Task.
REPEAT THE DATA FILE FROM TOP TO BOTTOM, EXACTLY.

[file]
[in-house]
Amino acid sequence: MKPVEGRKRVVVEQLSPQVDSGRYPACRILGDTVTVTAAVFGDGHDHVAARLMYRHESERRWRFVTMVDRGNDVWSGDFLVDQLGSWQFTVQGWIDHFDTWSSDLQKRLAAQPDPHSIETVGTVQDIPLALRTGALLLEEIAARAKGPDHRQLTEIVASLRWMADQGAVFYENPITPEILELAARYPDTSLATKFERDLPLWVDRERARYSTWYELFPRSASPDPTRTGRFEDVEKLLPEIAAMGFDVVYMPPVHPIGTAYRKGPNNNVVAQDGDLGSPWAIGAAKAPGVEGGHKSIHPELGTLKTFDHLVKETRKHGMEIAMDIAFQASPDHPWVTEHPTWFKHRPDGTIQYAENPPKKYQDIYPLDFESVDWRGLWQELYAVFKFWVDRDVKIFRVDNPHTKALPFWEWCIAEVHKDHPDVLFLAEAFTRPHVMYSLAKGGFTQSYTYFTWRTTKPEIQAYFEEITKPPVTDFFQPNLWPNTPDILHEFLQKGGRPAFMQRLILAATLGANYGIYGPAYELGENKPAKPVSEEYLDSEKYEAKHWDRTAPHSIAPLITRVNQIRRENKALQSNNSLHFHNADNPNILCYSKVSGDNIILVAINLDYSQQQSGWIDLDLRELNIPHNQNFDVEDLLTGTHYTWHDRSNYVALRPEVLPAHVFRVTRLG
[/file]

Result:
[in-house]
Amino acid sequence: MKPVEGRKRVVVEQLSPQVDSGRYPACRILGDTVTVTAAVFGDGHDHVAARLMYRHESERRWRFVTMVDRGNDVWSGDFLVDQLGSWQFTVQGWIDHFDTWSSDLQKRLAAQPDPHSIETVGTVQDIPLALRTGALLLEEIAARAKGPDHRQLTEIVASLRWMADQGAVFYENPITPEILELAARYPDTSLATKFERDLPLWVDRERARYSTWYELFPRSASPDPTRTGRFEDVEKLLPEIAAMGFDVVYMPPVHPIGTAYRKGPNNNVVAQDGDLGSPWAIGAAKAPGVEGGHKSIHPELGTLKTFDHLVKETRKHGMEIAMDIAFQASPDHPWVTEHPTWFKHRPDGTIQYAENPPKKYQDIYPLDFESVDWRGLWQELYAVFKFWVDRDVKIFRVDNPHTKALPFWEWCIAEVHKDHPDVLFLAEAFTRPHVMYSLAKGGFTQSYTYFTWRTTKPEIQAYFEEITKPPVTDFFQPNLWPNTPDILHEFLQKGGRPAFMQRLILAATLGANYGIYGPAYELGENKPAKPVSEEYLDSEKYEAKHWDRTAPHSIAPLITRVNQIRRENKALQSNNSLHFHNADNPNILCYSKVSGDNIILVAINLDYSQQQSGWIDLDLRELNIPHNQNFDVEDLLTGTHYTWHDRSNYVALRPEVLPAHVFRVTRLG